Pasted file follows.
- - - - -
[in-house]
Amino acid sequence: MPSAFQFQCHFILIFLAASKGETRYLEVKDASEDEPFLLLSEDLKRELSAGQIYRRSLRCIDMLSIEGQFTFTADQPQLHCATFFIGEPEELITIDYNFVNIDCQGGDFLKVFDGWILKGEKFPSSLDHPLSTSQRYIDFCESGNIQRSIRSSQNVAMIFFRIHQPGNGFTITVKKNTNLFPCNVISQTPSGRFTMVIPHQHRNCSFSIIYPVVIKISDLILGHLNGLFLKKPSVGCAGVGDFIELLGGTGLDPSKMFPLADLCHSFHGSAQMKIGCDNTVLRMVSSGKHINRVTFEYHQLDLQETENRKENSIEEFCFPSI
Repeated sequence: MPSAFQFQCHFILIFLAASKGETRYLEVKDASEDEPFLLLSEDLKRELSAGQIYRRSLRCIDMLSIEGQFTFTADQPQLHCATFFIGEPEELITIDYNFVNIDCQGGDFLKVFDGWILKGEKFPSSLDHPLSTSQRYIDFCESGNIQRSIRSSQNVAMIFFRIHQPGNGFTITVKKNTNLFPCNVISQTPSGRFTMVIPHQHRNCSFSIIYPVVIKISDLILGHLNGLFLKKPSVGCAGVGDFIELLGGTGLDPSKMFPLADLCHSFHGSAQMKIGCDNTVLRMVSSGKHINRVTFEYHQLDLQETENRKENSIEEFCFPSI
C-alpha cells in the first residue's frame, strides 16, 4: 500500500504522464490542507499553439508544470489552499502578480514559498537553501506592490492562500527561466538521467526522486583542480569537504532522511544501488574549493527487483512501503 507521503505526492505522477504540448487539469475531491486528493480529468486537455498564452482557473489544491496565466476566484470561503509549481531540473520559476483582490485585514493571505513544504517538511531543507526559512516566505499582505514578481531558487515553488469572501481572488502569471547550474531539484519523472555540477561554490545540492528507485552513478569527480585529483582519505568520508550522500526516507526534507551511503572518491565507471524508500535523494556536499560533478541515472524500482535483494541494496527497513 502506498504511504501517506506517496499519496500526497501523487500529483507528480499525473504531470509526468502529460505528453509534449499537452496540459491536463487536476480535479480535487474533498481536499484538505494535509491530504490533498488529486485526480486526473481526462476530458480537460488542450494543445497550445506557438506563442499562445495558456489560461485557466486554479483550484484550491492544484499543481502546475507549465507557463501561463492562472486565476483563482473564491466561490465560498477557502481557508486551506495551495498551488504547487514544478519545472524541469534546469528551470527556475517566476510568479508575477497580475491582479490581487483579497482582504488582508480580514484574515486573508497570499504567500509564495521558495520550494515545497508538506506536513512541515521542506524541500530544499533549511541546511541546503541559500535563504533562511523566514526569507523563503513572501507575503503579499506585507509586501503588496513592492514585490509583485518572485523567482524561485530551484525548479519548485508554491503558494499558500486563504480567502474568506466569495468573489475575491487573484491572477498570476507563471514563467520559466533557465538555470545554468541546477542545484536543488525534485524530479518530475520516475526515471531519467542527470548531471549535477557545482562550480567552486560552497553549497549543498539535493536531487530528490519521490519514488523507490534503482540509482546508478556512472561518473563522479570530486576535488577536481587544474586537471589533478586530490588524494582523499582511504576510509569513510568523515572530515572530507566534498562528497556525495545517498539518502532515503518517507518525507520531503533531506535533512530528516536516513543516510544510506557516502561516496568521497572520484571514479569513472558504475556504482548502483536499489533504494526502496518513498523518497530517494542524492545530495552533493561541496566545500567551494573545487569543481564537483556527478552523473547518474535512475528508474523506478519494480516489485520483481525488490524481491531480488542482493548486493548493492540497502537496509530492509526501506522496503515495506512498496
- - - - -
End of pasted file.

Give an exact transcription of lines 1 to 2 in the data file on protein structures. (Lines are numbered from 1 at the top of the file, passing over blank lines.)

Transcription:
[in-house]
Amino acid sequence: MPSAFQFQCHFILIFLAASKGETRYLEVKDASEDEPFLLLSEDLKRELSAGQIYRRSLRCIDMLSIEGQFTFTADQPQLHCATFFIGEPEELITIDYNFVNIDCQGGDFLKVFDGWILKGEKFPSSLDHPLSTSQRYIDFCESGNIQRSIRSSQNVAMIFFRIHQPGNGFTITVKKNTNLFPCNVISQTPSGRFTMVIPHQHRNCSFSIIYPVVIKISDLILGHLNGLFLKKPSVGCAGVGDFIELLGGTGLDPSKMFPLADLCHSFHGSAQMKIGCDNTVLRMVSSGKHINRVTFEYHQLDLQETENRKENSIEEFCFPSI